Today, we visited McCormick Place. My first impression was that it was really huge! McCormick gathers thousands of people, often coming from across the world, to volunteer for a convention or see an exhibition. We met Scott Winterroth, the marketing manager, and Mary Kay Marquisos, the senior director of corporate communications. They were the ones who created the tour for us. I thought it was really nice of them to take time away from their schedules to show us the place.
We talked about McCormick’s history, and we saw pictures of the center from its construction, to the fire that made its ceiling collapse, to its reconstruction after being damaged.
I thought the pictures from the seventies were really fun, especially one of a car show, where girls with awesome style were sitting on top of brand new cars. We also saw pictures of the different presidents who visited the building. It was great to be in the place where Barack Obama got re-elected. I remember seeing all the coverage of his second campaign back home, and it was cool to see where it happened.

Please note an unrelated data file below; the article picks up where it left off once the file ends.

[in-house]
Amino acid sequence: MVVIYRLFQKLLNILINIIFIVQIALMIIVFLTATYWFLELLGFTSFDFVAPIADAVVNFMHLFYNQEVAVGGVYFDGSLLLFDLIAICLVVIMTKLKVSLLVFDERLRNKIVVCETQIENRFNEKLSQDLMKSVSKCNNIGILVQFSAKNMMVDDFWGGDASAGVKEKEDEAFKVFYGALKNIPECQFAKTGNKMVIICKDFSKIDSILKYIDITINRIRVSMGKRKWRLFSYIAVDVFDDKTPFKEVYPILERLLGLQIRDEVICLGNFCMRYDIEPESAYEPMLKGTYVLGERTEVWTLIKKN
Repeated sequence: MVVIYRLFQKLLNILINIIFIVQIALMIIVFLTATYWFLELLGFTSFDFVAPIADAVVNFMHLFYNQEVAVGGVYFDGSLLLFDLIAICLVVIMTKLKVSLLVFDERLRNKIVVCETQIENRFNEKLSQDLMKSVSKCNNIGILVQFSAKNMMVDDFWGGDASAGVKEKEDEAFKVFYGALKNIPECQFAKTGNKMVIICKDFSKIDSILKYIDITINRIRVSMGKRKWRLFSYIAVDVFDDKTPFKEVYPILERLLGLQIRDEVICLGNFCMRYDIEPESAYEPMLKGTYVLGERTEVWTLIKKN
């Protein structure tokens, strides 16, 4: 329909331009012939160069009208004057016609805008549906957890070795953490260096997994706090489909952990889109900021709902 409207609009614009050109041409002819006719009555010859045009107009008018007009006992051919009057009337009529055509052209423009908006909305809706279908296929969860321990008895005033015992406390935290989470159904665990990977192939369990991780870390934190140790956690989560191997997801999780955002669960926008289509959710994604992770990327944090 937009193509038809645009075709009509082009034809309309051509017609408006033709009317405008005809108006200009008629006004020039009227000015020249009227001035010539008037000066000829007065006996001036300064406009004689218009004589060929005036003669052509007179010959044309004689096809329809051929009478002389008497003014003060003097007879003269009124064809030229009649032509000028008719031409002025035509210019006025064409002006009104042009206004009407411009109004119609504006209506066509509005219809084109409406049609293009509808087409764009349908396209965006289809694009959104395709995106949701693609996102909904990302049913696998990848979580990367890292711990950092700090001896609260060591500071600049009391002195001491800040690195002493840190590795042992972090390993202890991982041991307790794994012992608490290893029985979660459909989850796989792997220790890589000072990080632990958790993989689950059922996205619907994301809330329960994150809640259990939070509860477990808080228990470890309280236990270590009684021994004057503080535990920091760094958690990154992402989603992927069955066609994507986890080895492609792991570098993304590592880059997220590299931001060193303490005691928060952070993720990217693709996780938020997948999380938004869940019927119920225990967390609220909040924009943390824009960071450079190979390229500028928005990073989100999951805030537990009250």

McCormick also has interesting pieces of art . I took a picture of the piece I liked most.
We also saw a model of the future hotel complex and entertainment center. I thought the architects had a great idea to connect all the different buildings together, because people want to stay warm during winter. The entertainment center will house basketball games, but it can also turn into a concert venue or exhibition hall. The best way to describe McCormick Place is flexible. All its spaces can be transformed and rearranged.
It was my pleasure to talk to people who spoke my native language.
On Thursday, January 29th, I attended a meeting of the Groupe Professional Francais of Chicago. All the French-speaking consuls of Chicago were present, and they made speeches. There was a buffet with lots of good food, and a bar with inexpensive drinks. One man offered drinks to each of us Seagull Institute students. That was very nice of him.